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HP iPAQ 914c Business Messenger - HP iPAQ 914c
The main reason for the 914c's size and heft, it would seem, is its enormous battery. Crack open the rear panel of the 914c and you'll find a lithium-polymer battery whose 1,940mAh capacity is bigger than anything else I've come across on any Windows Mobile smartphone. This leads to good longevity: around two to three days with push email switched on and even longer (three to four days) if you choose to switch that off. But even here, it's still no better than the Nokia. In fact, I'd say that the E71 is actually a little better, and its Exchange client also gives you more flexibility and control over what times of the day and week push email is used. This allows you to eke the maximum possible battery life out of the phone without having to keep switching it on and off all the time.
And the longer you use the 914c, the more you realise just how good its main rival, the Nokia E71, actually is. Its specification, for instance, isn't anything to be sniffed at. There's tri-band HSDPA for speeds of up to 7.2Mbit/sec in addition to GPRS, EDGE and quad-band GSM. You get Wi-Fi, Bluetooth and a GPS receiver that works pretty well, plus a 3.0-megapixel camera complete with LED flash. The 914c has a 416MHz processor and 128MB of RAM, which push Windows Mobile along at a fair old lick, and a reasonable 256MB of ROM for application and file storage (plus a microSD card slot for expanding that further). But the E71 manages to match that (almost) stride for stride. It lacks the faster 7.2Mbit/sec HSDPA compatibility, but has everything else that matters, adds a front-facing camera for video calls where the HP has none, and is at least as quick and responsive.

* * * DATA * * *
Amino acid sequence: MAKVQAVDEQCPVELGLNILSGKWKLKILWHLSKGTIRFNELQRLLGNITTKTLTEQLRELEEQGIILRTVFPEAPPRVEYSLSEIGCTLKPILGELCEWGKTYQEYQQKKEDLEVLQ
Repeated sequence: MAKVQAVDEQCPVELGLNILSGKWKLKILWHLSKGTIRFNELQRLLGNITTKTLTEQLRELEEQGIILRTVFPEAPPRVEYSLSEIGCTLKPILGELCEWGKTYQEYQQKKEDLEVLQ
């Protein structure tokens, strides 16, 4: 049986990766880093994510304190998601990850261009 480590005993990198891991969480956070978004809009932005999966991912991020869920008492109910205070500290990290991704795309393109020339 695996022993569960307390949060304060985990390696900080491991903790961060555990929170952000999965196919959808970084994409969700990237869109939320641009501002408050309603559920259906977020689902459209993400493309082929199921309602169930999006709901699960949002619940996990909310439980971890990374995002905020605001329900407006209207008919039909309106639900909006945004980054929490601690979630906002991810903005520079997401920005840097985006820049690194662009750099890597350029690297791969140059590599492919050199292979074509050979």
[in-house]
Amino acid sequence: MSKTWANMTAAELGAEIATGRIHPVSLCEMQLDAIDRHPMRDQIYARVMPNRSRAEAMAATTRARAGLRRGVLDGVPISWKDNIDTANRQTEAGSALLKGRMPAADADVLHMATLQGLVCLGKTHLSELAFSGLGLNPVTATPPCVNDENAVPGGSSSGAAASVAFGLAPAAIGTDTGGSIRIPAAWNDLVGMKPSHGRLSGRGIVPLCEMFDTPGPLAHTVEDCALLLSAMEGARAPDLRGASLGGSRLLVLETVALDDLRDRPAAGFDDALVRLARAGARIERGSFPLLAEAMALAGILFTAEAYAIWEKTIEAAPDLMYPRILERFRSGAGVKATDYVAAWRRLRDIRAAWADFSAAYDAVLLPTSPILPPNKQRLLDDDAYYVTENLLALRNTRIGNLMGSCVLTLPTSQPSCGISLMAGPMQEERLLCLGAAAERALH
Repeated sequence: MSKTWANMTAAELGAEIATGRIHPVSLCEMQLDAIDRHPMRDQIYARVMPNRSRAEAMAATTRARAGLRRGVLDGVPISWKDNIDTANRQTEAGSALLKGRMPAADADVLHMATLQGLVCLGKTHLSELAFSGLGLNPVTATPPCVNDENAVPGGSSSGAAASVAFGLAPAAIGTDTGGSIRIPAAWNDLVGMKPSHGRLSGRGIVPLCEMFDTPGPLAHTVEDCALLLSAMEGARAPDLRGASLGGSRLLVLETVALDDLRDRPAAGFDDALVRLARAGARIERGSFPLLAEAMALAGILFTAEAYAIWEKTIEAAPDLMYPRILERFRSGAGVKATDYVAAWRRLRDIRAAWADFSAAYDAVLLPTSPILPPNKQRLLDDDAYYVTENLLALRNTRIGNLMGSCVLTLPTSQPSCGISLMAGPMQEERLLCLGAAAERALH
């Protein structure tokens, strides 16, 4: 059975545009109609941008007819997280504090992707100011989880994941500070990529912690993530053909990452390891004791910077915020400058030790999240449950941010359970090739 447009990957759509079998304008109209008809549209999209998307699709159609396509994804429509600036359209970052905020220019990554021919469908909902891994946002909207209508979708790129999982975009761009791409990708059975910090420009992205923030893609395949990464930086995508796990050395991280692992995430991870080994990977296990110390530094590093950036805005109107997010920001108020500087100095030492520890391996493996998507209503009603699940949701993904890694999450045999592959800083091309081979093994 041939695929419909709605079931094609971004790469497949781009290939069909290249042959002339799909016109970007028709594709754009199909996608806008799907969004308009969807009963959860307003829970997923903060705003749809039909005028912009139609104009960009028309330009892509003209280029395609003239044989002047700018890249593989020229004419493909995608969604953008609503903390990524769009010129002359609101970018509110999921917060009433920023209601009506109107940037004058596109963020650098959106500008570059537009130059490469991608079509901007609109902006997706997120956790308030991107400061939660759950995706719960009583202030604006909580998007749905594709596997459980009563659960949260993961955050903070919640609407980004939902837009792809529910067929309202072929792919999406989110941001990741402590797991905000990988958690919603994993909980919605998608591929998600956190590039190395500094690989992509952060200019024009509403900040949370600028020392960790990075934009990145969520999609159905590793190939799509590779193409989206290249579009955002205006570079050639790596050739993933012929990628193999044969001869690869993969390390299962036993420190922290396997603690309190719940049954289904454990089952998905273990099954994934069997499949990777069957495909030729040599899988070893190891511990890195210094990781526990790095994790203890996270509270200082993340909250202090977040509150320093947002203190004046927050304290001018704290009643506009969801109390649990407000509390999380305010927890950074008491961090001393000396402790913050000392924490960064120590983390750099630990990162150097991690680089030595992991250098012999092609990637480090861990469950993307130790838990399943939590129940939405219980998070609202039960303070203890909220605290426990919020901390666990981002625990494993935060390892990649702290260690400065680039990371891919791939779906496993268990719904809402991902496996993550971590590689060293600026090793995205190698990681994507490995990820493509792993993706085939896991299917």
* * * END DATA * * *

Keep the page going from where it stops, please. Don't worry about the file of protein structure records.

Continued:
There are a few areas where the iPAQ does have the edge, especially with document editing and creation. Though the Nokia is equipped with QuickOffice 4.1, this can't compete with the iPAQ's Microsoft Office Mobile, which can edit and create Office 2007-compatible documents. Synchronisation via ActiveSync with Outlook is more effective and elegant than it is with Nokia's bloatsome PC Suite, and the iPAQ can be charged via USB where the E71 must be plugged into the mains.
When considered on its own, HP's iPAQ 914c isn't a bad phone at all. In fact it's among the better Windows Mobile BlackBerry copies around. The keyboard is good, the screen not bad, it's stuffed with features and the battery life is impressive.
But it's hard to recommend a phone when in almost every area that matters it is outstripped by the best the competition can muster. Nokia's E71 is just as well-stocked with features and just as usable as the 914c but it manages to squeeze everything into a slimmer, sleeker, far sexier device, and one that's even a little cheaper.
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